The match against Sporting last Saturday marked Mehdi Taremi’s 100th appearance for FC Porto. He has scored 53 goals and made 37 assists, which is an absolutely sublime statistical record. He has become one of Porto’s most important players and has proven to be one of the best players in Portuguese football. This post will share a bit about his history, and discuss the impact he has had on the club, on and off the pitch.
Mehdi started his career at Shahin Bushehr FC in 2010, his local team, and after a few seasons in the lower leagues, he joined Persepolis FC in 2014 – one of the biggest clubs in Iran. After scoring 55 goals in 112 appearances, he joined Al-Gharafa SC. He spent 18 months in Qatar, scoring 16 goals in 37 matches, and in the summer of 2019, he joined Rio Ave.
That was a surprise signing at the time – whilst Taremi was a complete unknown for the average Portuguese football fan, he had high credentials in the Middle East (including playing for his national team). He took a gamble on his career though, giving up a fair amount of money to join a smaller team (paying him a much lower salary) that could give him exposure to the European market.
It was a great decision. In his League debut, he scored a hat-trick to seal the win against Chaves! They beat Sporting a couple of weeks later, with Taremi managing to coax Coates into committing three penalties. Rio Ave finished 5th that year, which was an incredible achievement, with Taremi scoring 21 goals in 37 games (all competitions).
Move to Porto
After much speculation about where he would end up (linked to Porto, Benfica and Sporting at various points), Taremi signed a 4-year deal with Porto, in a transfer worth 4.5m€. He wanted to play in the Champions League (ruling out Sporting) and for a team that would make him a regular feature in the starting line-up (Porto had sold 3 strikers that summer, whereas Benfica already had multiple strikers in the roster).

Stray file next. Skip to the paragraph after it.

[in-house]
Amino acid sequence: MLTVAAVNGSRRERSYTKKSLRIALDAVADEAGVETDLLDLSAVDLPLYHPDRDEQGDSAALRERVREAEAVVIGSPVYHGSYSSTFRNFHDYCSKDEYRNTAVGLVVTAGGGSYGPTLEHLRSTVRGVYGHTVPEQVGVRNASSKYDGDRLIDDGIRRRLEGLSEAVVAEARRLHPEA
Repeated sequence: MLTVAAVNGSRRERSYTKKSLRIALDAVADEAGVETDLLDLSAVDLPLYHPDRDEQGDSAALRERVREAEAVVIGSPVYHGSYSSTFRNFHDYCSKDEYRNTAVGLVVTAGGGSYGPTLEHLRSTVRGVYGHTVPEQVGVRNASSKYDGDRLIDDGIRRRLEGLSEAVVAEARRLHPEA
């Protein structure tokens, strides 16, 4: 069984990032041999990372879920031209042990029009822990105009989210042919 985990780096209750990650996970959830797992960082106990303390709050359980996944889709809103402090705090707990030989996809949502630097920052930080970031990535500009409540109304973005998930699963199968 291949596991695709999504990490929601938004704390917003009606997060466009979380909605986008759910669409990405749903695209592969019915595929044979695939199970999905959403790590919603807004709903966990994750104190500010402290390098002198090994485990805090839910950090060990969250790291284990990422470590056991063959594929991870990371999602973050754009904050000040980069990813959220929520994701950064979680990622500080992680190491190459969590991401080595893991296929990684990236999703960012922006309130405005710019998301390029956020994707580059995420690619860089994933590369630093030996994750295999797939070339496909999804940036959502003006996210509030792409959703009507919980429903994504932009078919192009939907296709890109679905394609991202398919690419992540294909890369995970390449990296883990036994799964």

Despite his excellent season at Rio Ave, Taremi was a rather unheralded signing at the time. Porto were in flux after the Covid season, with a very short pre-season and a lot of movement in the transfer market. He made his debut in the first game of the season against Braga on the 87th minute- just a few seconds after coming on, he got fouled inside the box and won a penalty for Porto. The match ended in a 3-1 win.
Mehdi Taremi officially signed for FC Porto on 1 September 2020.
Debut season in review
Taremi didn’t start any of Porto’s first 7 League games, but was always used as a substitute. Sérgio Conceição was asked about this in one of this pre-game press conferences, and he specifically said Taremi was undergoing a period of adaptation to Porto’s style of play, noting he wouldn’t rush Taremi into the starting line-up until he was ready.
On November 8th, Taremi scored his first goal for Porto. Porto were down 1-0 at home against Portimonense, and still in the first-half, Sérgio Conceição replaced Uribe with Taremi to play upfront next to Marega. Taremi scored Porto’s second goal (en route to a 3-1 win) just after the break, with an excellent header off a cross from Sérgio Oliveira.
You could see his movement off the ball was different to any of Porto’s other attackers, he was really good at the link-up play. Despite being mostly known for his goal scoring ability, Taremi has a good eye for the pass and plays well off the striker, coming into midfield to get the ball and helping in the build-up.
After his performance against Portimonense, Taremi became a permanent fixture in the starting line-up (only on the bench in one game after that). He scored 16 goals and made 15 assists, in 34 League games. An incredible record. During that time, he also became the first Iranian to score a goal in the knock-out stages of the Champions League (at home against Juventus) and scored that memorable goal in the quarter-finals.
Overall, Taremi played in 48 games, scored 23 goals and made 18 assists. I would call that an outstanding debut season.
The 2021/22 Season
After a successful debut season, but one in which Porto finished second in the League and only won the Super Cup, the expectations were high coming into the 2021/22 season. Taremi was now the centrepiece of the offence, after the departure of Marega (and later of Luiz Diaz).
Despite Porto’s team success, Taremi had a bit of a slow start, scoring just one goal and making one assist in the first 5 League games of the season. He then scored 6 goals in the next 4 games, but started a goal draught of over 2 months in the League, not scoring between 23rd October and 30th December.